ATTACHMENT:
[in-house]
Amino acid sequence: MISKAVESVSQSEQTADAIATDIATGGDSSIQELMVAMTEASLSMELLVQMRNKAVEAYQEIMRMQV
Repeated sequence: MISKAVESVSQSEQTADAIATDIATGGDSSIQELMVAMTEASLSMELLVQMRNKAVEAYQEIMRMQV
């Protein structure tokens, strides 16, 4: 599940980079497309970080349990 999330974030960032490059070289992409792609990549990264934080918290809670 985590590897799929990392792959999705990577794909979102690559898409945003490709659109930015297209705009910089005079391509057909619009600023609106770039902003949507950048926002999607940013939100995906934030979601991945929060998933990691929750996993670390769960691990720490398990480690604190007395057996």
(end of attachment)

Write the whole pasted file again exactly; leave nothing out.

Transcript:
[in-house]
Amino acid sequence: MISKAVESVSQSEQTADAIATDIATGGDSSIQELMVAMTEASLSMELLVQMRNKAVEAYQEIMRMQV
Repeated sequence: MISKAVESVSQSEQTADAIATDIATGGDSSIQELMVAMTEASLSMELLVQMRNKAVEAYQEIMRMQV
């Protein structure tokens, strides 16, 4: 599940980079497309970080349990 999330974030960032490059070289992409792609990549990264934080918290809670 985590590897799929990392792959999705990577794909979102690559898409945003490709659109930015297209705009910089005079391509057909619009600023609106770039902003949507950048926002999607940013939100995906934030979601991945929060998933990691929750996993670390769960691990720490398990480690604190007395057996």